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Fargo North grad spectator of rioting

MINNEAPOLIS -- Shop owners swept up broken glass and repaired storefronts near the University of Minnesota on Sunday, one day after a celebration for the Gophers' second straight NCAA hockey championship turned into a window-smashing, rock-throwi...

MINNEAPOLIS -- Shop owners swept up broken glass and repaired storefronts near the University of Minnesota on Sunday, one day after a celebration for the Gophers' second straight NCAA hockey championship turned into a window-smashing, rock-throwing melee. Police reported 11 arrests.

Minnesota beat New Hampshire 5-1 in Buffalo, N.Y., on Saturday, setting off celebrations.

Samuel Stewart, a Fargo North graduate and a University of Minnesota freshman, said he and another student observed the rioting near campus Saturday night.

Venturing out from his Sanford Hall dorm once he saw a large bonfire, Stewart said police tried to disperse both the rioters and observers.

"There were points where I was like, 'Whoa, we may be too close,'" Stewart said.

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Stewart said he saw at least three bonfires at three intersections.

Once police dispersed a crowd from one bonfire, Stewart said, the rioters went to the next intersection where they overturned cars, lit Dumpsters on fire and tore street signs from their posts.

"For a while, the police didn't do anything, but the crowd was getting rowdier," Stewart said. "I saw someone's car get flipped over in the intersection."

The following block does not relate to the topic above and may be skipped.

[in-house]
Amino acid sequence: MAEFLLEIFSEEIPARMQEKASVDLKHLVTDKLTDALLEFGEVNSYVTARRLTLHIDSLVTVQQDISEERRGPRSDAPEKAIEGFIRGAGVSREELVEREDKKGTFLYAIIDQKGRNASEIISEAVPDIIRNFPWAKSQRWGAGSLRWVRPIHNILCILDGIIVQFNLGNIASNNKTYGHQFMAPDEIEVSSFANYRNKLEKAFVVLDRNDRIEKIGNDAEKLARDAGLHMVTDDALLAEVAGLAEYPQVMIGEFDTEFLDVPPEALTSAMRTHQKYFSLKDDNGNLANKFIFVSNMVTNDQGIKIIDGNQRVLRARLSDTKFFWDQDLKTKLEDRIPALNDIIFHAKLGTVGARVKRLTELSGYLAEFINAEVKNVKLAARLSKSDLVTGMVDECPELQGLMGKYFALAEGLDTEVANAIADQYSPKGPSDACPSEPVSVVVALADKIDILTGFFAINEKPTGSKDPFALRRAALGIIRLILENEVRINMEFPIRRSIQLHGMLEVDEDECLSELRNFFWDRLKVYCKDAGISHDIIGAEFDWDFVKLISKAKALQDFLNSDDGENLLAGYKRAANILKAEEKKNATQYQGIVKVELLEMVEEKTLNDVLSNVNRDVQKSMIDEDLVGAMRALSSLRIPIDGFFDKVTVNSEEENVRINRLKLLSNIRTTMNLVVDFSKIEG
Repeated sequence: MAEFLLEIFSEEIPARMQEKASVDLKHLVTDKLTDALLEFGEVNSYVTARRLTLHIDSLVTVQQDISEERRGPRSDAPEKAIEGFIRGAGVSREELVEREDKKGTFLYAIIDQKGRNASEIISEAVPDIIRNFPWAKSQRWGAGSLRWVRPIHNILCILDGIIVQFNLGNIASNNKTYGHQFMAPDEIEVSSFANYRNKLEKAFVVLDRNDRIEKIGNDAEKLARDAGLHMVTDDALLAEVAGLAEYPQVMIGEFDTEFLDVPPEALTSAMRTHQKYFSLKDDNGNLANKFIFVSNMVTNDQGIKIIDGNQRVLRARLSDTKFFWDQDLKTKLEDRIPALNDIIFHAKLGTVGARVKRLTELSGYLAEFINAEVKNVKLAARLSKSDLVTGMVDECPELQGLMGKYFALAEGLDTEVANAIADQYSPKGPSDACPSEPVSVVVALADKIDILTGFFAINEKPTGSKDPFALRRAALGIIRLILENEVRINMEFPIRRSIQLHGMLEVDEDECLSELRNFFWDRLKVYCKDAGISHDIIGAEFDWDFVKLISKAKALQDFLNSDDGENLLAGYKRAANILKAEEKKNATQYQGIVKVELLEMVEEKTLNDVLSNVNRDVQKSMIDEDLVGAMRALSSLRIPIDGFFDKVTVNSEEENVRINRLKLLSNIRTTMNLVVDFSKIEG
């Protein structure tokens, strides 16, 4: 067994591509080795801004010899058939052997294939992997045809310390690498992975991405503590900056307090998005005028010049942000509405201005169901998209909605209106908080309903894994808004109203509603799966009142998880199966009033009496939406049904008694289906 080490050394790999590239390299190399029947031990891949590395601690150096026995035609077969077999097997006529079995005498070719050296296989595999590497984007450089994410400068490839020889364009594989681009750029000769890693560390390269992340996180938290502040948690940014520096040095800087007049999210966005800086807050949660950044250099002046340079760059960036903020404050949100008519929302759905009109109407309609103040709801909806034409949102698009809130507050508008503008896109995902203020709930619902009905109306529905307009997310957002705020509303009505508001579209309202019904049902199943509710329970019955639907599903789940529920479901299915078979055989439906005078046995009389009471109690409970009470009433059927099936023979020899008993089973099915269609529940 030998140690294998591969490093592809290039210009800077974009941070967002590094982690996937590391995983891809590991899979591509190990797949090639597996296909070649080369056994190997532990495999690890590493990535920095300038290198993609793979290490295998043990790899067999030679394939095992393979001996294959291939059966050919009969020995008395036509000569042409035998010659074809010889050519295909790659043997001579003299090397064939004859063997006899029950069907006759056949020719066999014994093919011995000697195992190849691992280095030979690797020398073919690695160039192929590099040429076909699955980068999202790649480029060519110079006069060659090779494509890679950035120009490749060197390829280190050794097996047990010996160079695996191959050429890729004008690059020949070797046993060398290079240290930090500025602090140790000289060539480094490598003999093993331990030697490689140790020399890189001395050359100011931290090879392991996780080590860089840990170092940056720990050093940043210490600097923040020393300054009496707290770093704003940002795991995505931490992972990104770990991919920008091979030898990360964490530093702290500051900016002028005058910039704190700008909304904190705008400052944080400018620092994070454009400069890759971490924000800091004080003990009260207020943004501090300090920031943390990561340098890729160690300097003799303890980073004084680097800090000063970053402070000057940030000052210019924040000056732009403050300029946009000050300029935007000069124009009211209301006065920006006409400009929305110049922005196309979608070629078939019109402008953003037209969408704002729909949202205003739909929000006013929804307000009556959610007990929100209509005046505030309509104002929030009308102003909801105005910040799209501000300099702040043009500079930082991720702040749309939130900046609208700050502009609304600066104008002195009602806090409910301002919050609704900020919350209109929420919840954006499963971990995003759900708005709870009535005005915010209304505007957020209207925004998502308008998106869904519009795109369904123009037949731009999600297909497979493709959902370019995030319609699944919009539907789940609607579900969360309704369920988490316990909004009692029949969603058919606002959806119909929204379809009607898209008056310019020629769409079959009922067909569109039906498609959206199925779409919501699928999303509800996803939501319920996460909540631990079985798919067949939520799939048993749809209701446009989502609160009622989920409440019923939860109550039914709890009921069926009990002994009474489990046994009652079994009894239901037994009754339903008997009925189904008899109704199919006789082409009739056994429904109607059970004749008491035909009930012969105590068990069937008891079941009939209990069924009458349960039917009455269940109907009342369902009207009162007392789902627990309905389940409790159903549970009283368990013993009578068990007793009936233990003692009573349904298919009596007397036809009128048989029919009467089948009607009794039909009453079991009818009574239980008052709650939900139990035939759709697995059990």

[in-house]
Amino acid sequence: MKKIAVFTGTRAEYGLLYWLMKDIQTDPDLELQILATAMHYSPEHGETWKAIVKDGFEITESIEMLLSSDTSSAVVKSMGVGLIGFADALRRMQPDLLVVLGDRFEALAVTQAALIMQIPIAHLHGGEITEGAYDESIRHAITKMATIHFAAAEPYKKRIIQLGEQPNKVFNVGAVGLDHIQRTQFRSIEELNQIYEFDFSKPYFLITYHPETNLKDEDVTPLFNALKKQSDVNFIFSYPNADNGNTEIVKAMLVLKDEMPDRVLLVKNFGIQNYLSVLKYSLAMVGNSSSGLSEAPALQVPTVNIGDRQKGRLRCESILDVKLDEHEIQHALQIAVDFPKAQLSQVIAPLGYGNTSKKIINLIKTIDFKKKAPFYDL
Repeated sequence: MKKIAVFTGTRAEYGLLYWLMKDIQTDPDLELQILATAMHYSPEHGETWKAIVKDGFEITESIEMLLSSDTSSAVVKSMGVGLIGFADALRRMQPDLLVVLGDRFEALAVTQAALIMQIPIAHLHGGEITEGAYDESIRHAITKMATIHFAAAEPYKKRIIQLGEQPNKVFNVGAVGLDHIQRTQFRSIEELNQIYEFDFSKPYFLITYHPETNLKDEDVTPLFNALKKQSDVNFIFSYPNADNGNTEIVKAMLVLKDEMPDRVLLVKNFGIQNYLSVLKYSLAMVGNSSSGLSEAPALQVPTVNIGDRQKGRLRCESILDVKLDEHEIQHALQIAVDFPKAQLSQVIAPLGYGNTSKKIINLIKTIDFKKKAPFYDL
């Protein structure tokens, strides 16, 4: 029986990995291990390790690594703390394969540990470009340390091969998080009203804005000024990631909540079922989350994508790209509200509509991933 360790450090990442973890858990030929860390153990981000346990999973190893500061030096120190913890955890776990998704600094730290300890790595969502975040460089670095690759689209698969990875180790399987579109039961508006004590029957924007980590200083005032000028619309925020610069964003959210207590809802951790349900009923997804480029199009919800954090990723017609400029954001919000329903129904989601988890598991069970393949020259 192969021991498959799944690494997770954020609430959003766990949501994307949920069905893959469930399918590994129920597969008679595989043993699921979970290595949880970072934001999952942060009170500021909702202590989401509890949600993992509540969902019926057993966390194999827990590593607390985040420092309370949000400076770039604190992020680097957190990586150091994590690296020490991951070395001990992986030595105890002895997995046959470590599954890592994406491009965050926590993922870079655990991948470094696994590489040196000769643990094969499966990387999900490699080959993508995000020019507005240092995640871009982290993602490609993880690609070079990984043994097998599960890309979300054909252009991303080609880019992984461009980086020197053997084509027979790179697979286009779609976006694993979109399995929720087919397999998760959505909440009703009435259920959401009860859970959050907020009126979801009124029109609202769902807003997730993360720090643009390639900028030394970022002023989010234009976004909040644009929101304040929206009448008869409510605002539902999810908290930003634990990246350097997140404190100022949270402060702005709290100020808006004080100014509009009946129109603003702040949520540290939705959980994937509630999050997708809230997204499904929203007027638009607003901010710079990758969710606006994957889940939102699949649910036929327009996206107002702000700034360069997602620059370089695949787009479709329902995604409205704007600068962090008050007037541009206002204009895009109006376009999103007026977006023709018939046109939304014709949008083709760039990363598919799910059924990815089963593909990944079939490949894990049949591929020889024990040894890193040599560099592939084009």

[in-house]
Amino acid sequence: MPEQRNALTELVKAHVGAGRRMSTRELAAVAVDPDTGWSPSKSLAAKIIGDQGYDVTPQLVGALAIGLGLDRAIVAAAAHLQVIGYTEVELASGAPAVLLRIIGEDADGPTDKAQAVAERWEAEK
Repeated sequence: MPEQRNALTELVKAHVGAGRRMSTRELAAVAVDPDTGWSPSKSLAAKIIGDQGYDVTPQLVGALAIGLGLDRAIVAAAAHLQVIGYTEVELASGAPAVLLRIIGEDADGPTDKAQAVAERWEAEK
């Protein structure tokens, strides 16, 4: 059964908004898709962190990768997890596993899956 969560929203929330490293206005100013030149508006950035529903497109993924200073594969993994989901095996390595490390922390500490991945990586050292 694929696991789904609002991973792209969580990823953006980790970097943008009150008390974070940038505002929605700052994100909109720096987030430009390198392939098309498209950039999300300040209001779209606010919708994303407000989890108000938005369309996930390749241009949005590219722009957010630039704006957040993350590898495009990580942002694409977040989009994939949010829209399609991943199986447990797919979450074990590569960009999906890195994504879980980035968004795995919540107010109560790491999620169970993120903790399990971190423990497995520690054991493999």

In addition to setting fire to Dumpsters and mattresses, five vehicles, including one owned by a local television station, were set ablaze. Emergency workers were pelted with bottles, rocks and chunks of concrete, but fire officials reported no injuries.

Firefighters trying to enter the area Saturday were escorted by police in riot gear. The windshield of one fire truck was smashed, fire department spokeswoman Kristi Rollwagen said.

The damage occurred in Dinkytown, a small business area that borders the campus, which was also the scene of violence after last year's championship victory.

J.J. Thoele, a university sophomore, said he watched the game from his dorm room and then headed to Dinkytown.

"It's insane. It's just kids being retarded," he said. "They're trying to copy last year, they're trying to break a lot of stuff and cost the 'U' money. It's absolutely ridiculous."

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Near Dinkytown, Stewart said rioters weren't yelling Gopher fight songs anymore, instead they began chanting "USA, USA, USA!"

Police at an intersection sprayed mace and fired beanbag rounds from shotguns, he said, trying to disperse a crowd from a Starbucks parking lot.

A man wearing a backpack on a nearby sidewalk who "didn't appear to be part of the riot," Stewart said, received a "face full of Mace," from one officer, only to be sprayed again as the police moved forward.

Stewart, who was across the street, said he and his group caught the irritant downwind. Stewart said police approached them, firing a beanbag round, which struck a man in his group.

"It was pretty frightening. We just booked it under the bridge and kept our heads down for a while," he said.

Stewart said the campus newspaper, The Minnesota Daily, published articles during the week urging fans to refrain from such activity should the Gophers win.

The university also set up viewing at Mariucci Arena, which Stewart said drew a small crowd.

Minneapolis police spokesman Ron Reier said he expects charges to be filed against arrested. He said it took 100 officers to restore order to a crowd that was estimated at 2,000.

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Police made 45 arrests and property damaged reached $40,000 after last year's championship win over Maine.

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